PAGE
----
Tuesday, September 25, 2012

Biting in the Toddler Years

Biting is a very common toddler behavior. Understanding why the young child bites is the first step in preventing biting as well as teaching the child alternatives to biting. The most common reasons and solutions for biting are:

The Experimental Biter is exploring their world and may place many items in their mouths (including other’s arms or fingers) to learn more about them. Teach the child that some thing can be bitten, like toys and food, and some things cannot be bitten, like people and animals.

The Teething Biter feels a lot of discomfort and a natural response is to apply pressure to their gums by biting on things. Provide this child with many toys he or she can bite down on.

The Social Biter bites when they are trying to interact with another child. They may not yet have developed the social skills to indicate, “I want to play with you.” Watch young children very closely to assist them in positive interactions with their friends.

The Frustrated Biter lacks the social and emotional skills to cope with their feelings in an acceptable way. Young children are often confronted with situations that are frustrating, like when a friend takes their toy or when daddy is unable to respond to their needs as quickly as they would like. Notice when a child is struggling with frustration and be ready to intervene. Provide words for the child to help him learn how to express his feelings, like “No, don’t push me.”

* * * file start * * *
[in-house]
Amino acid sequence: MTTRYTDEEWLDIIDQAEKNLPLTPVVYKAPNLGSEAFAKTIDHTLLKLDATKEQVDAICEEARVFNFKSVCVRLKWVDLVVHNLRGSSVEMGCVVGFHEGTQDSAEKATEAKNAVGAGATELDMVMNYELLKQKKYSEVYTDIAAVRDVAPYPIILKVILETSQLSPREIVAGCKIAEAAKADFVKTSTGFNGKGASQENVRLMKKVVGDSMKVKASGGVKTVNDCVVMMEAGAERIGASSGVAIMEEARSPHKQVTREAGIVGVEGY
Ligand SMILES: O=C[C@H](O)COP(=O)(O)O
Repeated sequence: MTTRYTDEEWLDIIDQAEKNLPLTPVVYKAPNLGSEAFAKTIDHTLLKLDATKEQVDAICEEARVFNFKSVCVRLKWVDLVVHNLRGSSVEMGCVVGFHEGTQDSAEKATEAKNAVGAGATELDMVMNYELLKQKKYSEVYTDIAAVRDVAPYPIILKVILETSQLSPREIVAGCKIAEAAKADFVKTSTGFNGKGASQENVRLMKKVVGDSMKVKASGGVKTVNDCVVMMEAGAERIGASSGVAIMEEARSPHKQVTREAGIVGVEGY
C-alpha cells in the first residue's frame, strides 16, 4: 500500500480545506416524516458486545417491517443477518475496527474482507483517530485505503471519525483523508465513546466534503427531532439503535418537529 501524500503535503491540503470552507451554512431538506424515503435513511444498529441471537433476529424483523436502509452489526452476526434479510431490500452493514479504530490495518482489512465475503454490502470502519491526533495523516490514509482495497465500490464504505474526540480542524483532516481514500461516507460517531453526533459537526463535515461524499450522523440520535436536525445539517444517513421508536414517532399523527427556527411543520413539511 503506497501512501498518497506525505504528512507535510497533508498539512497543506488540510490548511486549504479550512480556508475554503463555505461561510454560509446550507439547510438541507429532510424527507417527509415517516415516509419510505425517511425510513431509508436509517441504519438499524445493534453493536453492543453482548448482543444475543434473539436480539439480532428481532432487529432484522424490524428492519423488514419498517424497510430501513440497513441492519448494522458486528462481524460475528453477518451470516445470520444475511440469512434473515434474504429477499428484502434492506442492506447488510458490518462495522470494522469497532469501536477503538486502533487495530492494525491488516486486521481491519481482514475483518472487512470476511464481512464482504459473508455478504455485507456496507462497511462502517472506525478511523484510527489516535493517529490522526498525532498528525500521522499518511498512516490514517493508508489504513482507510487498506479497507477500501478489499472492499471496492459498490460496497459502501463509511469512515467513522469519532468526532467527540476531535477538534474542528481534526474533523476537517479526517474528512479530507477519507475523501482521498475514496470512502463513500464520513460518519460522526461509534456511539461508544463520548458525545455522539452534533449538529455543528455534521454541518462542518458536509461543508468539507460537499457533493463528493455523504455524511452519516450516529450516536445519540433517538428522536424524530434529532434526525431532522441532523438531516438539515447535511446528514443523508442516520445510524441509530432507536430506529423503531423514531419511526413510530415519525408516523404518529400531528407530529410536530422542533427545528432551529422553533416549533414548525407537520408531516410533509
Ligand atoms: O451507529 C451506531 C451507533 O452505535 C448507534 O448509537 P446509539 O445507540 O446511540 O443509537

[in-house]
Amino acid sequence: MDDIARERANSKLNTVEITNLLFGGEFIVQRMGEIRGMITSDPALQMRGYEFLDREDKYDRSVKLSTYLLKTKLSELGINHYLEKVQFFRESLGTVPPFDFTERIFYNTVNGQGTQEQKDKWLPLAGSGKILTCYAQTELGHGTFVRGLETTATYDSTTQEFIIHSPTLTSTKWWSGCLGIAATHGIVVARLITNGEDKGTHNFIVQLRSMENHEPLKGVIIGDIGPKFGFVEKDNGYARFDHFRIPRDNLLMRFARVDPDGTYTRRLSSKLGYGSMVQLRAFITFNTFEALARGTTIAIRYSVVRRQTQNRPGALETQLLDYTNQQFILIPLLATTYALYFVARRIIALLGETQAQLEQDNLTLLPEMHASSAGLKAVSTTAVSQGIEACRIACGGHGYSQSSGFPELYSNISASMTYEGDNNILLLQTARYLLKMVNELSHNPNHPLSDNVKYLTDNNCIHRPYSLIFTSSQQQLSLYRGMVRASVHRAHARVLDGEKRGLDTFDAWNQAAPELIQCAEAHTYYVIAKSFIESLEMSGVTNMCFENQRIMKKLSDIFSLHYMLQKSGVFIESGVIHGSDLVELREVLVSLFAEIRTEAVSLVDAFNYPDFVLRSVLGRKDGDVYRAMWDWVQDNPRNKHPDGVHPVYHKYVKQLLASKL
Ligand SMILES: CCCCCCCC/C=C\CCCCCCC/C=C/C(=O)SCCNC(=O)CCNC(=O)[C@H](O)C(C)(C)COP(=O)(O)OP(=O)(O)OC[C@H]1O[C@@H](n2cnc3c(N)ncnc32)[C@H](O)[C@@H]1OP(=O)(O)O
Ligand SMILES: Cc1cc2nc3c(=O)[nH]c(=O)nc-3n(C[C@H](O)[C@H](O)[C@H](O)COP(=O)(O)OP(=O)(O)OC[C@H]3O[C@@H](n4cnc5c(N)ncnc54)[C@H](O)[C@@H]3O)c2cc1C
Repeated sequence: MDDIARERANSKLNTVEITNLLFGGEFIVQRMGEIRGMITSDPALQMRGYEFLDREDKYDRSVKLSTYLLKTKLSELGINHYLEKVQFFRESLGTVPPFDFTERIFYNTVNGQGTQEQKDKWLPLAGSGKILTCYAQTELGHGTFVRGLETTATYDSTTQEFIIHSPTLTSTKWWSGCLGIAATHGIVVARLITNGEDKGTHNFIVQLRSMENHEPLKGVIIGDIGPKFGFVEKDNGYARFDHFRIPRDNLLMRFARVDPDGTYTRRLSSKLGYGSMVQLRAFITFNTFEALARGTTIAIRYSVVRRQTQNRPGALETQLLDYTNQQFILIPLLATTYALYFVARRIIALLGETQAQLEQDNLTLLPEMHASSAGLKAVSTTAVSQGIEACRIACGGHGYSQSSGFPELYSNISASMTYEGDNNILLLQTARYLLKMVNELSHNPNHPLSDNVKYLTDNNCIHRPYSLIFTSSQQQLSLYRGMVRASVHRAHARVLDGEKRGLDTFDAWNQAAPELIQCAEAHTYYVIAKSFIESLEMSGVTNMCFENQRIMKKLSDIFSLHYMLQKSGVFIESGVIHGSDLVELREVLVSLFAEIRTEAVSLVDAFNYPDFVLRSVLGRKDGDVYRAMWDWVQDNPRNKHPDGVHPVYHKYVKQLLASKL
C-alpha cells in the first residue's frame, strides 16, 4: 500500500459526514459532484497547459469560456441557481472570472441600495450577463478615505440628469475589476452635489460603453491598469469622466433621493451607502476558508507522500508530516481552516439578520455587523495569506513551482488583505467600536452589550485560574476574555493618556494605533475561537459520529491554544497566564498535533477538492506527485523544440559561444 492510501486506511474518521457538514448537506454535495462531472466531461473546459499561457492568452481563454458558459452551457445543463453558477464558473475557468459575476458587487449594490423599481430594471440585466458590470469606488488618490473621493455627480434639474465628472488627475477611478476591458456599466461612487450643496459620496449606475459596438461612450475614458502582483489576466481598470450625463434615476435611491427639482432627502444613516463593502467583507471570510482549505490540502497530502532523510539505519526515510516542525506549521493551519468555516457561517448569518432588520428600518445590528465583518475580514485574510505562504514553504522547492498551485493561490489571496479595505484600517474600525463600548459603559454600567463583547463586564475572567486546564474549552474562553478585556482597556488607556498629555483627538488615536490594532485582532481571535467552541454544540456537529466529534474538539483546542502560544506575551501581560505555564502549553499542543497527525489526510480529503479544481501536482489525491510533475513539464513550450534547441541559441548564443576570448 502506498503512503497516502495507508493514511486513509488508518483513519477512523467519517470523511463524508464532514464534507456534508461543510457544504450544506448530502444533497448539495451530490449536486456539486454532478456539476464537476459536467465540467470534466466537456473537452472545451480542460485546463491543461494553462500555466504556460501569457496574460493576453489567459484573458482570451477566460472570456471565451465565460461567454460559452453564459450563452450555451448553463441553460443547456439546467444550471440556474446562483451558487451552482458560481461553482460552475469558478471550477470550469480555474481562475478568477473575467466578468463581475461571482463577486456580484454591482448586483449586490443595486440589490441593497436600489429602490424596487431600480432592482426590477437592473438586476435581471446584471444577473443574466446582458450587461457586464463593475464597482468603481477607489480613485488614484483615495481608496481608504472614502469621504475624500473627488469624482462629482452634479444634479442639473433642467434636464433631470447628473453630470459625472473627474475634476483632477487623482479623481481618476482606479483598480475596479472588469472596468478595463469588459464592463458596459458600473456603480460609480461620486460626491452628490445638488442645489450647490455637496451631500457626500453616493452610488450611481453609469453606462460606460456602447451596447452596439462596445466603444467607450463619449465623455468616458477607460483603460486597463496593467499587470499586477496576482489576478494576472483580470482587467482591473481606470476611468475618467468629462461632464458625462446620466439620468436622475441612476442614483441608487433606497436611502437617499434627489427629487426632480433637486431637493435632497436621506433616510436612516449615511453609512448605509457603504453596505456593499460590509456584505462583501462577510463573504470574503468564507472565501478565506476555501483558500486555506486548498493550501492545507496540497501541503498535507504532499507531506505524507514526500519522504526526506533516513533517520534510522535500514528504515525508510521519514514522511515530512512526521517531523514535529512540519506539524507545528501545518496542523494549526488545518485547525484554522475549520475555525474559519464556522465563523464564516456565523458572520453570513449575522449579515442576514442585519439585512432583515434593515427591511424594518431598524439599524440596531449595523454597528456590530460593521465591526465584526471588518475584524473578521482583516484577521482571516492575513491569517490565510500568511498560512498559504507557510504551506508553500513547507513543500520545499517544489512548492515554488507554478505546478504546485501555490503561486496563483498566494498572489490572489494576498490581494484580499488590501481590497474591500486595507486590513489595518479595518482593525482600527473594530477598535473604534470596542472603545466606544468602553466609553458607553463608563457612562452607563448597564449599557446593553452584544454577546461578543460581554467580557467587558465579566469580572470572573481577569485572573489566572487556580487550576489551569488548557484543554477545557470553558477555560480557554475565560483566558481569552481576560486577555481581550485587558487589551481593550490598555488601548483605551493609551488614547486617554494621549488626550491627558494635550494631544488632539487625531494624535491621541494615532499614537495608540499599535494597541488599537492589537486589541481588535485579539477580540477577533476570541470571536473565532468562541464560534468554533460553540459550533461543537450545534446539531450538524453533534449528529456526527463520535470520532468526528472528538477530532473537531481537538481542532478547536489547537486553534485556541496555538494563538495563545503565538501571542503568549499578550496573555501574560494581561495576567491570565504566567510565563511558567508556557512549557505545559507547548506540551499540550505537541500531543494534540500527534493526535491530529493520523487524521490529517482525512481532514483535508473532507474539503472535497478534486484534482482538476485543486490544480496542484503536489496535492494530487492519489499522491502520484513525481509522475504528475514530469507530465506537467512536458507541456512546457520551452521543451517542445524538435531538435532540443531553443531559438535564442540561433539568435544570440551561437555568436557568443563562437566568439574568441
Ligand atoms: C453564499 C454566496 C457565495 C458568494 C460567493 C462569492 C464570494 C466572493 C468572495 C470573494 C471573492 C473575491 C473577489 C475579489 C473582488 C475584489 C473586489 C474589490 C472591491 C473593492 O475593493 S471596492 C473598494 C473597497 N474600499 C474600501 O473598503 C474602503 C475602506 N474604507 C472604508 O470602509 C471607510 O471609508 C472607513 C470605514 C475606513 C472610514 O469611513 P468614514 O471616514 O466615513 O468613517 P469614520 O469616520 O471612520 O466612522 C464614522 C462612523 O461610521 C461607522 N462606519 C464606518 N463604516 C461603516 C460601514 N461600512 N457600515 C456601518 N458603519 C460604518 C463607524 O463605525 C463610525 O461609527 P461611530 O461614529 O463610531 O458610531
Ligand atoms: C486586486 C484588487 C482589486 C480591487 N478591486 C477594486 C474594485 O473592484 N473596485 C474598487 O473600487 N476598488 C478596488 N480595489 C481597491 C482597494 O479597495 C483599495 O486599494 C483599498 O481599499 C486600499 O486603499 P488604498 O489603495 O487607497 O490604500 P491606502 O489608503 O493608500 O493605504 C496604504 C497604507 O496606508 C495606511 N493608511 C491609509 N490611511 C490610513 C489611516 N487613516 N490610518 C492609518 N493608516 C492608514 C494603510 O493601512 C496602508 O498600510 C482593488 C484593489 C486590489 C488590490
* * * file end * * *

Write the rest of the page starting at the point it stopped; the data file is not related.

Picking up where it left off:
The Threatened Biter feels a sense of danger and may respond by biting as a self-defense. For some children biting is a way to try to gain a sense of control, especially when they are feeling overwhelmed with their environment. Provide your toddler with nurturing support to help him understand that he and his possessions are safe.

The Imitative Biter is just doing when he or she has learned. It’s not unusual for a child to observe a friend bite, then try it out for herself. Offer the child many examples of loving kind behavior. Never bit e a child to demonstrate how it feels to be bitten.

The Attention-Seeking Biter, like all children, love attention from adults. When parents give lots of attention for negative behavior, such as biting, children learn that biting is a good way to get attention. Provide lots of positive attention every day and minimize the negative attention to behavior such as biting.

The Power Biter is trying to satisfy his strong needs for independent and control. Provide many opportunities for your toddler to make simple choices throughout the day. It is also important to reinforce all the toddler’s attempts at positive social behavior each day.

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